Mapping Game Mechanics for Learning in a Serious Game for the Energy Transition

Mapping Game Mechanics for Learning in a Serious Game for the Energy Transition

Cristina Ampatzidou (University of Groningen, Faculty of Spatial Sciences, Groningen, Netherlands) and Katharina Gugerell (University of Groningen, Faculty of Spatial Sciences, Groningen, Netherlands)
Copyright: © 2019 |Pages: 23
DOI: 10.4018/IJEPR.2019040101
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The integration of learning goals with game mechanics in serious games used in urban and spatial planning processes has the potential to enable game designers and planners to create games with narratives tightly aligned to particular processes and lead to increased learning outcomes. This study presents the results from testing Energy Safari, a serious game for the energy transition in the province of Groningen, and empirically associates specific game mechanics with learning events, derived from players' reports. The research is based on the analysis of post-play questionnaires. Play-testing Energy Safari illustrates that different learning events can be triggered by the same game mechanics, an observation which can be applied in serious game design to facilitate players with different learning needs and styles. In addition, play testing to evaluate the learning performance of serious games should be integrated in the game design process. However, to achieve lasting learning and actionable knowledge, serious games should be used complementarily with other civic participation methods.
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The application of serious games spans a range of topics including healthcare, military training, resources management, energy literacy, risk governance, raising awareness on the energy transition to name a few. Serious games are increasingly used as educational resources within urban planning and policy making to promote the understanding of complex urban issues and facilitate negotiations among stakeholders, or to motivate citizens to participate (Devisch, Poplin, & Sofronie, 2016; Mayer, 2009; Poplin, 2012; Tan, 2014; Thiel & Fröhlich, 2017). Their learning potential is connected to games’ capacities to produce skill-based, cognitive, and affective learning outcomes (Kraiger, Ford, & Salas, 1993), and combine learning with entertainment (Abdul Jabbar & Felicia, 2015; Boyle, Connolly, Hainey, & Boyle, 2012). Co-located gaming especially facilitates learning because players are physically present at the same location and interact with each other while playing either analogue (i.e. board games), digital or hybrid games (digital and analogue mixed). In such co-located settings, games have been reported to improve the interpersonal relations among players (Fang, Chen, & Huang, 2016) and contribute to the ‘fun aspect’ (Gajadhar, de Kort, & Ijsselsteijn, 2008), which is considered a fundamental condition for learning (Abdul Jabbar & Felicia, 2015; Dahlgren, 2009; Whitton, 2011). A number of authors discuss spatial and urban planning, and civic engagement as collective learning processes (e.g. Friedmann, 1984; Horelli, 2002; Kuhk, Dehaene, & Schreurs, 2015) that are expected to foster problem-solving skills, enhance spatial understanding, establish stakeholder networks, and test out difficult scenarios (e.g. Crookall, 2010; Erhel & Jamet, 2013; Gee, 2005; Granic, Lobel, & Engels, 2014; Luederitz et al., 2016; Shaffer, Squire, Halverson, & Gee, 2005). Over the last four decades planners have experimented with games, to investigate their potential in supporting and facilitating such learning processes (e.g. Gugerell, Jauschneg, Platzer, & Berger, 2017; Medema, Furber, Adamowski, Zhou, & Mayer, 2016; Sakonnakron, Huyakorn, & Rizzi, 2014).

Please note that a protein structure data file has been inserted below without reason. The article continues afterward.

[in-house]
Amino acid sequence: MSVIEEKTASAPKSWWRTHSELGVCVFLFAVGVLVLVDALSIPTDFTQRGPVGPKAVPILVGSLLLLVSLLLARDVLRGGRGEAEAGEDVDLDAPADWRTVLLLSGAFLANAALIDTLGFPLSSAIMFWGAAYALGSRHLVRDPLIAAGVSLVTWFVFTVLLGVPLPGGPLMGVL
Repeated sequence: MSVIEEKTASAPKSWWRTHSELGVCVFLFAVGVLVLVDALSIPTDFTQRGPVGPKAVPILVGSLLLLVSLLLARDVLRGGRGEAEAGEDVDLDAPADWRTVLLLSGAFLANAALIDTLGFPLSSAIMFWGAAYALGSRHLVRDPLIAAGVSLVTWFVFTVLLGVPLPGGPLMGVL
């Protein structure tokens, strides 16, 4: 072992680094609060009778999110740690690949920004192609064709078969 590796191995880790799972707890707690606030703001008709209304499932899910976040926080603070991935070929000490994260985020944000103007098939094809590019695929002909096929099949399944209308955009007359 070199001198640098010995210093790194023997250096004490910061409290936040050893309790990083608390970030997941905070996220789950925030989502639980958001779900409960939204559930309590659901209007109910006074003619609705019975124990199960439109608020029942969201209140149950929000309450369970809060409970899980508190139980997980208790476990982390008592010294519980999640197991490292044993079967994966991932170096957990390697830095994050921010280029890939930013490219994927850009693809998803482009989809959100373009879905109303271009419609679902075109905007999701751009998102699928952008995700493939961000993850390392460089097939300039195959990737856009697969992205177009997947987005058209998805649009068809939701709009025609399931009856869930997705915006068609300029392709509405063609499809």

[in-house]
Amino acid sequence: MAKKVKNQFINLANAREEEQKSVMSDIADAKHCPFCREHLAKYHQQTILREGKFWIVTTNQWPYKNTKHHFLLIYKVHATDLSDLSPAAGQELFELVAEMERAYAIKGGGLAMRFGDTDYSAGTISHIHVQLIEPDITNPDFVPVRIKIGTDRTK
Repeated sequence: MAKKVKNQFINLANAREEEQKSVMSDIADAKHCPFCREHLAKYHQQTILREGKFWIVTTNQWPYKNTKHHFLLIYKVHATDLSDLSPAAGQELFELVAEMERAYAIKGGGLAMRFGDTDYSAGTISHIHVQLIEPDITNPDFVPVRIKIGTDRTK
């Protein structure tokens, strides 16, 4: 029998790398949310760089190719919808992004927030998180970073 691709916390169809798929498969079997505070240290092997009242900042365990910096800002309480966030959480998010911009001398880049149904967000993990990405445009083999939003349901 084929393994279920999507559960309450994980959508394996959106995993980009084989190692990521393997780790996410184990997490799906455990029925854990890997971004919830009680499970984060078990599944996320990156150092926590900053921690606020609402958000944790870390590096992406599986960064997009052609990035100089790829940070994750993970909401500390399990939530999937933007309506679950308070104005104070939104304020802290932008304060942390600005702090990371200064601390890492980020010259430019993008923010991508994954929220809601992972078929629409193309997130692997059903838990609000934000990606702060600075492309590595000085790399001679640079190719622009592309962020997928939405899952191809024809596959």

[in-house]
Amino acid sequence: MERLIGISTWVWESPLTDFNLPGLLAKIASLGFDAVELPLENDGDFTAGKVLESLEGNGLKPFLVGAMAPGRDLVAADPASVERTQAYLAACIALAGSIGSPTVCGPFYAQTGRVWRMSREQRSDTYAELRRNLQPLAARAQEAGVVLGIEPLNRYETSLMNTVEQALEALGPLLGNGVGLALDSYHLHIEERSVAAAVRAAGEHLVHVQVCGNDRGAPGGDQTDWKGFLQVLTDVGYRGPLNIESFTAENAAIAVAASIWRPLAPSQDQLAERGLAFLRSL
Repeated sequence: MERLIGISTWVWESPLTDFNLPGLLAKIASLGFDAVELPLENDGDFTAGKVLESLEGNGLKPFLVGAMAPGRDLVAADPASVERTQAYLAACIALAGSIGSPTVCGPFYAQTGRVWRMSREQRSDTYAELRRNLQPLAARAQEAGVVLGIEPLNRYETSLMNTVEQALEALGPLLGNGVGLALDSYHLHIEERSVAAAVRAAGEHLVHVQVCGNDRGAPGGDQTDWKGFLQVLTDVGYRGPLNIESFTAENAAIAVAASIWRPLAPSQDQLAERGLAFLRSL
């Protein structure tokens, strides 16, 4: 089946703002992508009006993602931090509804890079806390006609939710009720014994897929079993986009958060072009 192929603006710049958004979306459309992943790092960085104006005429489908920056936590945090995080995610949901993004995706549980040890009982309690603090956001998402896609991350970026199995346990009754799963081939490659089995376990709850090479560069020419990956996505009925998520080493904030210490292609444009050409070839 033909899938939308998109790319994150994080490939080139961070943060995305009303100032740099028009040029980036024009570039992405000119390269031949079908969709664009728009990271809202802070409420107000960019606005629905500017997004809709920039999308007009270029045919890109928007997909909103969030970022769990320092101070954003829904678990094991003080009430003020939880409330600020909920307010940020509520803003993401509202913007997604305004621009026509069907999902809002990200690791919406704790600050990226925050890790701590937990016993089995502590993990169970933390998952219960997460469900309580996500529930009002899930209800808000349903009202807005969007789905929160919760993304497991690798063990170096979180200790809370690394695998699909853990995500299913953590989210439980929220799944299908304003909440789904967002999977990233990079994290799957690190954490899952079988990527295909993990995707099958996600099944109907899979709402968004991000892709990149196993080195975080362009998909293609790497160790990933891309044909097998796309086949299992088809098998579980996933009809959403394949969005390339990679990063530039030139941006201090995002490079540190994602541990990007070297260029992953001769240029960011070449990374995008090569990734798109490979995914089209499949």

Much existing game literature discusses the gaming-learning experience as one entity. Some authors take a differentiating approach advocating for the importance of a strong integration of game mechanics and explicit learning goals within the game structure (e.g. Habgood & Ainsworth, 2011; Denham, 2016; Malone & Lepper, 1987; Dörner et al., 2016). Also, only few empirical case studies (e.g. Habgood & Ainsworth, 2011; Denham, 2013) demonstrate the practical integration of learning goals within the game structure during the design process. These stress that the selection and balancing of game mechanics is one of the most difficult steps in the design process that requires careful attention.

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